And sometimes it is a job, and you are just trying to get through the week so that you can relax and have headspace and go three hours without thinking about an IEP meeting and signatures and correct note taking.
The funny thing is: I generally love my job. I get to move around all day, working on different problems, interacting with kids, coming up with creative (and not-so-creative) ways to teach a concept, or integrate learning with a game for motivation. I get home before five, even with an hour commute. I don’t have to worry about a corporate ladder or big project deadlines or crazy office dynamics (for the most part:)). But it is still a place where I have to go in, follow rules, create output, produce results, constantly interact with others, and these can be draining.
“GAH REELA PA NOSHI!” The old man is shouting in the direction of my husband, who looks around and gives him a questioning look. “MASH DREE LO FI!” He shouts again, like an inebriated Gandalf guarding a bridge. The words are jibberish to our phrasebook Greek ears. Martin is now fairly certain the man is shouting at him, at us, and he leans down to where the man is sitting and says “Sorry…we don’t speak Greek.”
We are outside of Socrate’s cafe. It is 9:30, settling into a proper darkness, and the night air swirls in gusts of warm wind every few minutes. On the way back from the beach a couple hours previously, we had passed the then-empty cafe and waved in at Socrates, sitting in a plastic chair by himself. We went for a chat and asked if the cafe was open. He gave a non-committal shrug – Socrates is a man of few words – and went behind a counter, lifted a dish towel from a mixing bowl and showed us the fluffy balls of dough piled within. He then turned to a large pot on the stove, removing the lid to reveal hot oil.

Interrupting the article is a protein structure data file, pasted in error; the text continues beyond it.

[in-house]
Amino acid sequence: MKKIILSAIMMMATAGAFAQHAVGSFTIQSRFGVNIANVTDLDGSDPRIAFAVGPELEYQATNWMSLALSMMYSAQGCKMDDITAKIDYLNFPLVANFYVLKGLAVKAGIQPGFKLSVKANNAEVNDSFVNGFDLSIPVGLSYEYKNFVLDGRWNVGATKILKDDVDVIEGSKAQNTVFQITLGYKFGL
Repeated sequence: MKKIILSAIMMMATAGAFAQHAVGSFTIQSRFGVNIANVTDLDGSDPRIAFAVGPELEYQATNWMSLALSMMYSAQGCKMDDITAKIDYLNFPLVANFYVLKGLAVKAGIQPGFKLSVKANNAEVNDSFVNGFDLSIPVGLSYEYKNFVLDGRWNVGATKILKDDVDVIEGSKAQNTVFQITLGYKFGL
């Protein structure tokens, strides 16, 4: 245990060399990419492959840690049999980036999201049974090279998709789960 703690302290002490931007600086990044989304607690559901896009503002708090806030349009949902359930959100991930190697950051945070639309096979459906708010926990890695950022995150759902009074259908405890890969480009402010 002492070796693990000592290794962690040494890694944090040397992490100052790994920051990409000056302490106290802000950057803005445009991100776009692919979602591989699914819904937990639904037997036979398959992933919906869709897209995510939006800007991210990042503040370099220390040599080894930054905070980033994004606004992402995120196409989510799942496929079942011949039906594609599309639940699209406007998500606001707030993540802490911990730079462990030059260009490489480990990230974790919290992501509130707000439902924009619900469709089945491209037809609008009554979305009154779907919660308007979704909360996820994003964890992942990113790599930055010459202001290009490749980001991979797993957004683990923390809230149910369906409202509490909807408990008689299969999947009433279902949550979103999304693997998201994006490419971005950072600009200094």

“I am making these,” he made dough-rising gestures with his hands. “You know them? With honey.” Yes, we knew them – loukoumades – and I was agreeable to the idea of trying them freshly made. “They will be ready in around one hour.” We told him we would be back.
An evening at Socrate’s cafe fit perfectly with our plan. We’d been wanting to plug into the community more, make some local contact, but the town was semi-abandoned by the nocturnal Ikarians during the day, and we had been staying in at night or visiting with our Airbnb neighbors who lived next to and below us. Martin launched a new plan of action: we would go out for wine every night at a local place until we made friends. Tonight would be Socrates and his puffed honeyed donuts. Apparently the cafe specialized in whatever the chef decided to make. Tonight was loukoumades.